FCC Chairman Julius Genachowski proposed the FCC adopt as existing principles to keep the Internet open, and he also added two additional principles to adopt – non-discrimination and transparency/disclosure of network management practices.

Genachowski spoke on the need to preserve network neutrality at the Brookings Institution Monday. He said the rise of challenges to the open public Internet puts the nation at a crossroads. He said that doing nothing would be a “dangerous retreat” from core principles of openness and freedom that has made the Internet so successful and so critical as a tool for innovation and communication.

He said adding a prohibition on discrimination to existing principles would mean the Internet Service Providers could not discriminate against particular Internet content or applications. This way, Internet users would decide what content and applications succeed and ISPs can still do network management – especially to handle heavy volume Internet users. The transparency principle would be implemented by new disclosure rules that ISPs would have to be transparent about the network management practices they employ.

The Computer & Communications Industry Association agrees with Genachowski’s statement that a free and open Internet benefits consumers and business alike and that waiting too long to preserve a free and open Internet would be too late.

The following statement can be attributed to CCIA President & CEO Ed Black:

“CCIA is pleased to learn that the FCC is going to work on strengthening access to the open Internet by preserving the neutrality we have all come to rely on, so that ISPs will not discriminate among end users, content or applications. The agency has the support of the Chairman of the House Energy and Commerce Committee and many other Members of Congress in this endeavor. Access to an open public Internet is characteristic of most industrialized democracies around the world where people wonder why it is controversial here.

“Adding rules for nondiscrimination and transparency/disclosure of network management practices would keep the open, robust Internet so many people and businesses rely on in their daily lives. CCIA supports these principles and would urge the FCC to adopt them.”

“With so many people depending on the Internet throughout the day to do business, search for information and connect with family and friends this announcement that Genachowski will work with the FCC for these core principles is a welcome relief. This proposal fulfills a commitment to Internet openness made during President Obama’s campaign.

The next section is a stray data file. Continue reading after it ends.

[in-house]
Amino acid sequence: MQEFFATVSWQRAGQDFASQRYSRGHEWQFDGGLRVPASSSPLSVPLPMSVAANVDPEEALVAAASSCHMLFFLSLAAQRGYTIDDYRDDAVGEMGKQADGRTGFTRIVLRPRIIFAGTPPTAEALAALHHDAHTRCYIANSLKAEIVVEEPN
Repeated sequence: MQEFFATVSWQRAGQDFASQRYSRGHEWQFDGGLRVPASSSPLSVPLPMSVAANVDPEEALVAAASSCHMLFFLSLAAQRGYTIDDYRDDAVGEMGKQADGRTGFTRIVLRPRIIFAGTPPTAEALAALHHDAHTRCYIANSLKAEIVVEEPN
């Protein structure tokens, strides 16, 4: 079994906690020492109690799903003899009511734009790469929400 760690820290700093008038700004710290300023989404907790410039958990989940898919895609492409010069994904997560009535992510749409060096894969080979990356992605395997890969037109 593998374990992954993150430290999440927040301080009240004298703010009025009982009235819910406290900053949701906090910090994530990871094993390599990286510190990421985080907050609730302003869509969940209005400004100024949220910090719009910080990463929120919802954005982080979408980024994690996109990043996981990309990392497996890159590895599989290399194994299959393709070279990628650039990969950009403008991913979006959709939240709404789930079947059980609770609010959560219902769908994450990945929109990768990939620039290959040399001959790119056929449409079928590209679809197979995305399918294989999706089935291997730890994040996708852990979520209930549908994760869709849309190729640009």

“All those working together to expand high speed broadband access across the country recognize the value of this service for businesses of all sizes and Internet users. We all agree Internet service is too valuable to leave some Americans behind because of where they live. But Internet users need access not just to high speed service, but also unfettered access to content online whether it’s free or for purchase. Basic Internet access is too valuable to allow huge portions of available capacity to be hijacked by private deals with large corporations.

“Broadband adoption has been a prominent concern expressed by ISPs in the FCC’s National Broadband Plan proceeding. Where broadband infrastructure is available, households will finder greater value in monthly broadband access subscriptions if they offer access to all relevant online content and applications, including new and innovative services.

“The FCC will not regulate the Internet. But neither should a few large corporations. CCIA supports reasonable network management and even higher prices for top bandwidth consumers. Greater broadband capacity build-out and competition should be the ultimate goal, not private control of online activities.

Adding nondiscrimination and transparency rules would provide reassurances that whoever controls the pipe will not also control content.”

 

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